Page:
RTD: “It’s about growing jobs for Virginia, high paying jobs”

By October 14, 2016Uncategorized

New Virginia panels vow ‘laser focus’ on creating higher-paying jobs

Posted: Wednesday, October 12, 2016 10:15 pm

Two new state panels, backed by more than $100 million in investments in higher education research and regional economic development initiatives, have begun work with the same four-letter mission: jobs.

Faced with a teetering economy and a projected $1.48 billion revenue shortfall, the Virginia Growth and Opportunity Board and the Virginia Research Investment Committee each met for the first time on Wednesday to reverse a troubling trend in which the state is creating more jobs of less value to the economy.

“We need a laser focus on creating higher-paying jobs, period,” declared John O. “Dubby” Wynne Jr., a retired Hampton Roads executive who was elected chairman of the GO Virginia board of directors, a high-powered group of 24 senior business leaders, state legislators and Cabinet officials.

 

Wynne also is a member of the research investment committee, established as a top priority of Gov. Terry McAuliffe and General Assembly budget leaders to invest in cutting-edge research by Virginia’s public colleges and universities in technologies with high commercial potential, including cybersecurity and neurosciences.

 

McAuliffe is “looking for diversification — not just research for research’s sake,” said Secretary of Finance Richard D. “Ric” Brown, who also serves on both panels.

 

“Bottom line, hopefully it creates jobs — high-paying jobs — and diversifies the economy,” Brown told the research committee at the State Council of Higher Education for Virginia, which will administer the initiative.

 

McAuliffe will announce plans today on how he will address a projected revenue shortfall of $843 million in this fiscal year alone. The state’s Rainy Day Fund and canceled employee raises are expected to cover all but $340 million of the shortfall, which the governor will have to make up with cuts in spending in the first year of the two-year budget that took effect July 1.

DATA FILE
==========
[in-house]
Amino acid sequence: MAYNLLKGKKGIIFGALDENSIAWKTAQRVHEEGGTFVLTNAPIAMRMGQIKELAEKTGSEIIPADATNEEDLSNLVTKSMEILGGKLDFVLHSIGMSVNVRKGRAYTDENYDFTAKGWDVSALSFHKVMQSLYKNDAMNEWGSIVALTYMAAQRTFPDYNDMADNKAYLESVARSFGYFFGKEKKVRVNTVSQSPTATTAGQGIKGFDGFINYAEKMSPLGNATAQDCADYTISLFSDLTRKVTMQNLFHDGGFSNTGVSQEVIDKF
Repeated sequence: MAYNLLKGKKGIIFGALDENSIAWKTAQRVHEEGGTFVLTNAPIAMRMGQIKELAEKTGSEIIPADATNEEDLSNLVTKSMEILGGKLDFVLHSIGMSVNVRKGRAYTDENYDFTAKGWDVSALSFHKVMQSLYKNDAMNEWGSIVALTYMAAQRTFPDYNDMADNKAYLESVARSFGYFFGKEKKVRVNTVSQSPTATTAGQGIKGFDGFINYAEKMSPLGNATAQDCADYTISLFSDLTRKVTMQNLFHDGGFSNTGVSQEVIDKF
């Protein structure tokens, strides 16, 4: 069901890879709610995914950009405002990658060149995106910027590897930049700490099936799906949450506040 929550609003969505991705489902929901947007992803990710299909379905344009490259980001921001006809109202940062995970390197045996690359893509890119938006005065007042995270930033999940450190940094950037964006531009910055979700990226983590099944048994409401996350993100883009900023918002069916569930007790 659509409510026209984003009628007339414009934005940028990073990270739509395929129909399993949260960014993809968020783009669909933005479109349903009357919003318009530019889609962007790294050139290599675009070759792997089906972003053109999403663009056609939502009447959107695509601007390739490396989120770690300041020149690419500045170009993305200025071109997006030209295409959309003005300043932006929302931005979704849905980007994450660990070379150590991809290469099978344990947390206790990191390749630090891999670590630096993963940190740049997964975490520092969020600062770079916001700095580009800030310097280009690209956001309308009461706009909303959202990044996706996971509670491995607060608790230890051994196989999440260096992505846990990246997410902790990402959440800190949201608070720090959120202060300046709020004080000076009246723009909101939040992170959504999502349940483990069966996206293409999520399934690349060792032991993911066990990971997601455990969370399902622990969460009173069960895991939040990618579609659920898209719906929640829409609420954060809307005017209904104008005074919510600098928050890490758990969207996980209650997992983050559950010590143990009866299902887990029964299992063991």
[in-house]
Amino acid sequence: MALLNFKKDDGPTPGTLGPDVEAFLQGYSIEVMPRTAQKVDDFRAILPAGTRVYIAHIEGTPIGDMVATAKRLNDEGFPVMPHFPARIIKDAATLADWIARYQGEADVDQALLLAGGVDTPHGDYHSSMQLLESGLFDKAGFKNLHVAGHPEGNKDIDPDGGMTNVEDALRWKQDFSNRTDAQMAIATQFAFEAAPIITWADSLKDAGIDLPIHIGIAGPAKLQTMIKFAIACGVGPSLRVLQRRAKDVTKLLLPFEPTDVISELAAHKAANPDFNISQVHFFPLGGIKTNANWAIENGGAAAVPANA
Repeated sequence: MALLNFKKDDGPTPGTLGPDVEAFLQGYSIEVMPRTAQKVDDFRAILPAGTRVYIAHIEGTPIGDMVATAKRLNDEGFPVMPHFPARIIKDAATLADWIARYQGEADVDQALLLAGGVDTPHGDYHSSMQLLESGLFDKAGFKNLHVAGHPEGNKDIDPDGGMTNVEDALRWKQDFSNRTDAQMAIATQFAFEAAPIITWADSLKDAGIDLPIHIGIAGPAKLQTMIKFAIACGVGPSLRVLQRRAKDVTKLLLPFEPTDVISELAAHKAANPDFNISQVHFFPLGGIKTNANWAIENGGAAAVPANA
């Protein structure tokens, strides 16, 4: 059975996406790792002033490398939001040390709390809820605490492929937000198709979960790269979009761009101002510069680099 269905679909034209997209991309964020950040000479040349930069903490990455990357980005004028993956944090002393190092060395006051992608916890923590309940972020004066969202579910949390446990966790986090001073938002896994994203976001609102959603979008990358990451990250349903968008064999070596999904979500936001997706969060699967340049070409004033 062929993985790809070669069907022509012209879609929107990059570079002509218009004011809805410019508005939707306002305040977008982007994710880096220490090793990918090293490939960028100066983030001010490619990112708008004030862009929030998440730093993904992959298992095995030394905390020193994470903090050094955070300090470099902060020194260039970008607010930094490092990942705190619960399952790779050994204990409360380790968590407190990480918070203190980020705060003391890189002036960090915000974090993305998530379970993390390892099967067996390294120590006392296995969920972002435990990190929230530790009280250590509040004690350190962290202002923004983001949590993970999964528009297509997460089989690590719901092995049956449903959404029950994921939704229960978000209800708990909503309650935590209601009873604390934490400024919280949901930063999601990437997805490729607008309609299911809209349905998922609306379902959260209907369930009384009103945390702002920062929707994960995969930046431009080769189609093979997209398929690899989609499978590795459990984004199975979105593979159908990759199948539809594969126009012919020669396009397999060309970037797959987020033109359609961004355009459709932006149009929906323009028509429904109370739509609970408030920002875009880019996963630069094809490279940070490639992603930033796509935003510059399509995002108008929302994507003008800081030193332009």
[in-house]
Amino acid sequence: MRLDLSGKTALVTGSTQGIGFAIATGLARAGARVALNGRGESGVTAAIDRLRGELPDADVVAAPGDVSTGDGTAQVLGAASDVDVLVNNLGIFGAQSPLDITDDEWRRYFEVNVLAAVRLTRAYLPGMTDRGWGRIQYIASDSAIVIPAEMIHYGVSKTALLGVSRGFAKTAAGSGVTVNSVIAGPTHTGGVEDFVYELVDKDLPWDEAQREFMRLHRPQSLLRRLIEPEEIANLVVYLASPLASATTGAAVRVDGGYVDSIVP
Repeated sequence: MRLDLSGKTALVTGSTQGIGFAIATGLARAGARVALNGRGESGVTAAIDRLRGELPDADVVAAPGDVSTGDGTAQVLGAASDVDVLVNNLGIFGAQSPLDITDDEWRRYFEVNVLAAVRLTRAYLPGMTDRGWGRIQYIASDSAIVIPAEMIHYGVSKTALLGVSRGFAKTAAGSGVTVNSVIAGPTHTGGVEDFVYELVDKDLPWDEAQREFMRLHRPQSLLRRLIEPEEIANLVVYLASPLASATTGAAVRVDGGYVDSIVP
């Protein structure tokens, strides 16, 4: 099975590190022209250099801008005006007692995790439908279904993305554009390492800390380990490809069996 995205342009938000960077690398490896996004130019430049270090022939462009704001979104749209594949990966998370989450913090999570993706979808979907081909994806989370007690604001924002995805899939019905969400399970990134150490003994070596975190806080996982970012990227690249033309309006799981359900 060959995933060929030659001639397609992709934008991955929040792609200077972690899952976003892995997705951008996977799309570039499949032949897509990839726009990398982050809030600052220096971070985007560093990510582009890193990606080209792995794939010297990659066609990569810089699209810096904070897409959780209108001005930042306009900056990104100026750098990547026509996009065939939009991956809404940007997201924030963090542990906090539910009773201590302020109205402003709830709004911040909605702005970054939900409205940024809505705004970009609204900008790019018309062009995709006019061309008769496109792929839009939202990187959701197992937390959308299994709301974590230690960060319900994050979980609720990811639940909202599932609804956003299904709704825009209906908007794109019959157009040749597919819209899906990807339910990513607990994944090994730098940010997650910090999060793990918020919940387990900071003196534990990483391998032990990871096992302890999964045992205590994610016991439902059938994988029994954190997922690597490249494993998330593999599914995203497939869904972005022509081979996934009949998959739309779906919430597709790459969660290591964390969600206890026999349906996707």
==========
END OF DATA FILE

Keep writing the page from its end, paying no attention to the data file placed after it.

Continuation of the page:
McAuliffe is not likely to cut new investments in higher education research and the GO Virginia initiative, most of which isn’t budgeted to be spent until the next fiscal year, which will begin on July 1.

 

“It is fortunate that it is backloaded,” Brown said in an interview after the research investment committee meeting.

 

The research and economic development initiatives also are high priorities for McAuliffe, he added. “He’s indicated that we need to protect the things that move Virginia forward.”

 

McAuliffe will address decisions about spending in the second year in the budget amendments he presents in December. The General Assembly will address them when it convenes in January for a 45-day session.

 

The Democratic governor and Republican-controlled legislature agreed this year that state investment in job-generating initiatives is essential as Virginia struggles to recover from the double whammy of a severe recession and federal budget sequestration.

 

Sequestration made deep cuts in military and federal civilian jobs that have been the mainstay of the state economy and tax revenues.

 

Sequestration could return with the expiration of a two-year federal budget deal in September, but Virginia is still dealing with the fallout from federal spending cuts that began in 2011 and accelerated in 2013, leaving the state trailing the nation in economic growth and eliminating billions of dollars in economic value.

 

“It set us on a path which continues to affect the state today,” George Mason University professor Stephen S. Fuller told the GO Virginia board.

 

Well-paid jobs in manufacturing and construction disappeared in the recession and haven’t been replaced, said Fuller, senior adviser and director for special projects at the GMU Center for Regional Analysis.